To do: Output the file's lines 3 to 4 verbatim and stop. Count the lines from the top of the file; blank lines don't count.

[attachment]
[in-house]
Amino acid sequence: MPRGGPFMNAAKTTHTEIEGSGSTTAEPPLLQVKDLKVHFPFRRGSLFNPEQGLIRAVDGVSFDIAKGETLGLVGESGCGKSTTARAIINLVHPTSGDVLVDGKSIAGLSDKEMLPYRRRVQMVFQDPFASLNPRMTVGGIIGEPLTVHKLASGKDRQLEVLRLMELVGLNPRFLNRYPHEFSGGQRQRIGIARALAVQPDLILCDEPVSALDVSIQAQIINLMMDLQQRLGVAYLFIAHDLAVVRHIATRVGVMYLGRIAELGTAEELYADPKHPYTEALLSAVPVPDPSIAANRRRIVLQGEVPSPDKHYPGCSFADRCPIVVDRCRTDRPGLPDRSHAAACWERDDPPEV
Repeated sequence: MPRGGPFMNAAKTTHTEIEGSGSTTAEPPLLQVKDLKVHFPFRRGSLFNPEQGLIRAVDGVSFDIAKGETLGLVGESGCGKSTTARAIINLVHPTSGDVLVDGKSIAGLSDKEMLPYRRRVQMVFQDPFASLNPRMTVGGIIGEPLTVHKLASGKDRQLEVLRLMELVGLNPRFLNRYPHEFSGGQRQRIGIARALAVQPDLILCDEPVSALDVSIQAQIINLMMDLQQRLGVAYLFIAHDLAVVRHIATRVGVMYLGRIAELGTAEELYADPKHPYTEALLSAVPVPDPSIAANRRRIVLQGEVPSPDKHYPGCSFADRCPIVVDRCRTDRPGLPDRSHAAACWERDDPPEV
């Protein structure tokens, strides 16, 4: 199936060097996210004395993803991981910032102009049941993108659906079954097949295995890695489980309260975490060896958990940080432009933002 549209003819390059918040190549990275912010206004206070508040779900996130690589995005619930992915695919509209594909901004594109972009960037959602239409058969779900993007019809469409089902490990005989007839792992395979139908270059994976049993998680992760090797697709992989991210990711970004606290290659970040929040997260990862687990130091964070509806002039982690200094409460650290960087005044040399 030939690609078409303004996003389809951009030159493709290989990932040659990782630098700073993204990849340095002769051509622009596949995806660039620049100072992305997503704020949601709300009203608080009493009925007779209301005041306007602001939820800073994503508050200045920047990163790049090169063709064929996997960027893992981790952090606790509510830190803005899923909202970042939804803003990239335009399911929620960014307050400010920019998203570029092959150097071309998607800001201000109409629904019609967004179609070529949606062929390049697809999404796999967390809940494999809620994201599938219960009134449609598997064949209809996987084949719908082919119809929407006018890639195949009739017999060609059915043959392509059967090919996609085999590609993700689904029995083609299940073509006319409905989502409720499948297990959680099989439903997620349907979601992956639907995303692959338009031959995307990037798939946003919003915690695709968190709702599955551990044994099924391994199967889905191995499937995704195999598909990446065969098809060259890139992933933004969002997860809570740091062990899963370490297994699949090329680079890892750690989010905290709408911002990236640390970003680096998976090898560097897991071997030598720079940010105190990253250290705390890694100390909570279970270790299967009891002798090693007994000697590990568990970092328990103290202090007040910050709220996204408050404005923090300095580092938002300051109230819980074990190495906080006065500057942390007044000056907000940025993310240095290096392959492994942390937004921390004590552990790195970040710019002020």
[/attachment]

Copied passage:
Repeated sequence: MPRGGPFMNAAKTTHTEIEGSGSTTAEPPLLQVKDLKVHFPFRRGSLFNPEQGLIRAVDGVSFDIAKGETLGLVGESGCGKSTTARAIINLVHPTSGDVLVDGKSIAGLSDKEMLPYRRRVQMVFQDPFASLNPRMTVGGIIGEPLTVHKLASGKDRQLEVLRLMELVGLNPRFLNRYPHEFSGGQRQRIGIARALAVQPDLILCDEPVSALDVSIQAQIINLMMDLQQRLGVAYLFIAHDLAVVRHIATRVGVMYLGRIAELGTAEELYADPKHPYTEALLSAVPVPDPSIAANRRRIVLQGEVPSPDKHYPGCSFADRCPIVVDRCRTDRPGLPDRSHAAACWERDDPPEV
């Protein structure tokens, strides 16, 4: 199936060097996210004395993803991981910032102009049941993108659906079954097949295995890695489980309260975490060896958990940080432009933002 549209003819390059918040190549990275912010206004206070508040779900996130690589995005619930992915695919509209594909901004594109972009960037959602239409058969779900993007019809469409089902490990005989007839792992395979139908270059994976049993998680992760090797697709992989991210990711970004606290290659970040929040997260990862687990130091964070509806002039982690200094409460650290960087005044040399 030939690609078409303004996003389809951009030159493709290989990932040659990782630098700073993204990849340095002769051509622009596949995806660039620049100072992305997503704020949601709300009203608080009493009925007779209301005041306007602001939820800073994503508050200045920047990163790049090169063709064929996997960027893992981790952090606790509510830190803005899923909202970042939804803003990239335009399911929620960014307050400010920019998203570029092959150097071309998607800001201000109409629904019609967004179609070529949606062929390049697809999404796999967390809940494999809620994201599938219960009134449609598997064949209809996987084949719908082919119809929407006018890639195949009739017999060609059915043959392509059967090919996609085999590609993700689904029995083609299940073509006319409905989502409720499948297990959680099989439903997620349907979601992956639907995303692959338009031959995307990037798939946003919003915690695709968190709702599955551990044994099924391994199967889905191995499937995704195999598909990446065969098809060259890139992933933004969002997860809570740091062990899963370490297994699949090329680079890892750690989010905290709408911002990236640390970003680096998976090898560097897991071997030598720079940010105190990253250290705390890694100390909570279970270790299967009891002798090693007994000697590990568990970092328990103290202090007040910050709220996204408050404005923090300095580092938002300051109230819980074990190495906080006065500057942390007044000056907000940025993310240095290096392959492994942390937004921390004590552990790195970040710019002020």